There is one favorite place along the Mississippi that attracts photographers from all over the country. That sweet spot is Lock and Dam #14 in northern Illinois near the Quad Cities. What makes this spot so special that it draws crowds all winter, is the configuration of the river. There is a small bay where stunned fish can often be seen floating on the surface. The eagles find this a perfect hunting grounds and the near-by observation walk has no visual barriers between it, the water and diving eagles. Every eagle photographer has pictures of  an eagle perched in a tree but to catch a shot of the dive and capture of the fish is the true feather in any nature photographer's cap. Many can go for many years without the opportunity to make this capture. L & D #14 seems to give the best opportunity to make the capture. Photographers from across the country will line the walkway with $20,000 camera set-ups.
This is a small weekday crowd.
 Most of these photographers are from out-of-state. You will notice the buckets by several of the shooters. No it is not to store fish they catch. They are full of fish used to bait the eagles. While some will question the integrity of this practice, it is common here. They will use compressed air in a can to bloat the fish and toss it in the river in hopes an eagle will swoop down for a catch. The eagles don't seem to mind the easy pickin' and the photographers are overjoyed with the results. Many of the baiters are professional photographers who offer "eagle safaris" to the participants. I won't pass judgement but I will say it works if the eagles are there.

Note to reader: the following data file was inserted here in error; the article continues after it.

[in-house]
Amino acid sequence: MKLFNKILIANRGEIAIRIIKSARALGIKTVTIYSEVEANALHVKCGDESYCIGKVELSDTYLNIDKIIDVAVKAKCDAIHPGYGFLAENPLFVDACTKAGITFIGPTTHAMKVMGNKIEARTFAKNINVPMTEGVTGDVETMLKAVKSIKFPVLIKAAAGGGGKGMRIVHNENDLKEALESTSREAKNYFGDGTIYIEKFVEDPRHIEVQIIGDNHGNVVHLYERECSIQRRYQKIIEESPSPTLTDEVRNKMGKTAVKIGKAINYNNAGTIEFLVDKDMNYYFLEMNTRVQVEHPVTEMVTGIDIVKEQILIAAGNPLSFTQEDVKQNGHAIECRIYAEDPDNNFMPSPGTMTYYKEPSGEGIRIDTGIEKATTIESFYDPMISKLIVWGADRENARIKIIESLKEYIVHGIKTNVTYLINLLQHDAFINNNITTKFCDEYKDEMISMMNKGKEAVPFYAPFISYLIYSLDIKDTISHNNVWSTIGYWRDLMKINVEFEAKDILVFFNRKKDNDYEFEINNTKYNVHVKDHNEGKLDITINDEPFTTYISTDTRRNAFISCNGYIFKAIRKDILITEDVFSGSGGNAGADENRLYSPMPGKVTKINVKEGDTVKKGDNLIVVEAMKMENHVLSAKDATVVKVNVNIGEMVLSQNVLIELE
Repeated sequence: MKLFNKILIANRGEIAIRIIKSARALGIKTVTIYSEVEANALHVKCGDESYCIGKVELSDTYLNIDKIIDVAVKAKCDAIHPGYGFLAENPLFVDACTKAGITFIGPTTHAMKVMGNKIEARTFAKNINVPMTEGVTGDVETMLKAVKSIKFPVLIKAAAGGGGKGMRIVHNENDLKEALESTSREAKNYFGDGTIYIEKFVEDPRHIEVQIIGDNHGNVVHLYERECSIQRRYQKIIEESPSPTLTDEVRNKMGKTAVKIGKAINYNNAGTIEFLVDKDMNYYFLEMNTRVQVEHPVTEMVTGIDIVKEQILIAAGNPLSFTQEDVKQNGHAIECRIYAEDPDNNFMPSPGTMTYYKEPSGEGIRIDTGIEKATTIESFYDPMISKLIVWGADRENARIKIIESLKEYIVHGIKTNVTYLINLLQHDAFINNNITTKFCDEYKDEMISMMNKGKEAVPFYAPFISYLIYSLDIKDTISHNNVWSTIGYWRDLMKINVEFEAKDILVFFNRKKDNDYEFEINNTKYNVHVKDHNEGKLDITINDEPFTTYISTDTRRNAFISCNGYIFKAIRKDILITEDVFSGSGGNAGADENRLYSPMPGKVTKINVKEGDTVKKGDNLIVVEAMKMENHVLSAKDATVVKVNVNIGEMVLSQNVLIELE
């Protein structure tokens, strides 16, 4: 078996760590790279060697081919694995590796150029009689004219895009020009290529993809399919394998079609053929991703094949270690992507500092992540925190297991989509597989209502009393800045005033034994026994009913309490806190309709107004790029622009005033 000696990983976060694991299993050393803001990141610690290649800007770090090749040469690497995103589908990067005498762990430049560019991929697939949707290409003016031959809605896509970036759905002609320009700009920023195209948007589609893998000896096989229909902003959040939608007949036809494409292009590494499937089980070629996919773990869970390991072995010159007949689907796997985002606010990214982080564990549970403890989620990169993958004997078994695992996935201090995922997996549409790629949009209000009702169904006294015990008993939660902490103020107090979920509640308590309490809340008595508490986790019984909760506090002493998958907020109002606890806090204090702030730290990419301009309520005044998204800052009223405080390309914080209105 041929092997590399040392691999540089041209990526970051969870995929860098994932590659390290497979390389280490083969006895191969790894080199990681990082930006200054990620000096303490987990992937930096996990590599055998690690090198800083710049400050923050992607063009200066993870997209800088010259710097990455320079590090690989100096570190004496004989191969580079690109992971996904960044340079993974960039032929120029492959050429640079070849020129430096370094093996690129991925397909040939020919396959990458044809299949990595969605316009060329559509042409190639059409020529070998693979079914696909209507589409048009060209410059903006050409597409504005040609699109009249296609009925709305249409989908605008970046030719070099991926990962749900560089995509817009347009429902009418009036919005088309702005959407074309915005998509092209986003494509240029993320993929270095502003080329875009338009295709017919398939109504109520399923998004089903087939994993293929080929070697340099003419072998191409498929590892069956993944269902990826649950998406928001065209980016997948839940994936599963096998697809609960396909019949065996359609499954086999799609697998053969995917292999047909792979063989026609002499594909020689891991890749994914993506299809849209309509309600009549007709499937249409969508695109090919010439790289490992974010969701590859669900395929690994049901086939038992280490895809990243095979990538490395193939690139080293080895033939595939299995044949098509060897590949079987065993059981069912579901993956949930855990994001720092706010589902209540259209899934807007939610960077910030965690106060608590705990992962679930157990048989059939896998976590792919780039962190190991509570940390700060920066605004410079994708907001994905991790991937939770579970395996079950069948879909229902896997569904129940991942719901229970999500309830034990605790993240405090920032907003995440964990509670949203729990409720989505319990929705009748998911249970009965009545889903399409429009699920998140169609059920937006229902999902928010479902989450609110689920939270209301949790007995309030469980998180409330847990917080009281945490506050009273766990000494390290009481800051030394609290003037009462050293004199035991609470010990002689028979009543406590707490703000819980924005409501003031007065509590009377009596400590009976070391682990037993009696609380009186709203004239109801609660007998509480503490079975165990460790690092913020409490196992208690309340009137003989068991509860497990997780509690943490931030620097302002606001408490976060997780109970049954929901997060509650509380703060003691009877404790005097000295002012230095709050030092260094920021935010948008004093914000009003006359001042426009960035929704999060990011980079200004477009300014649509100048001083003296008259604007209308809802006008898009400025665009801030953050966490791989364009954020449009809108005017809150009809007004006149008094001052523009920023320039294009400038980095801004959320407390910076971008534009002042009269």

An adult eagles swoops in for the floating fish

one leg catch

Hold on tightly and we are off

One thing I have learned over the may years I have chased the elusive eagles from site to site, is that they are unpredictable. The population can not only change from day to day but hour by hour.  But it is worth the try and the wait when you are rewarded with the above shots.

As the days begin to lengthen, most of the eagle pairs know it is time to head back north to  get the nest ready for the spring hatch. New eagles will be born in the North Country and when winter spreads the blanket of snow and ice over the region again, the eagles will return to our backyard and I will again be able to spend the winter trying to outguess their location. But next winter, we won't be limited to the all too often cloudy weekends. Next year these same dives will be in sunny locations and the beauty will be multiplied many times as I am able to be seen ever so much more clearly.
Perhaps  by next winter, the above juvenile will have graduated to the adult white head and I will see him in all his splendor.

You can see more of my magnificent eagles at: my Smugmug Gallery Click on the preceding link  to see more. Watch for my next blog and see where else we have been.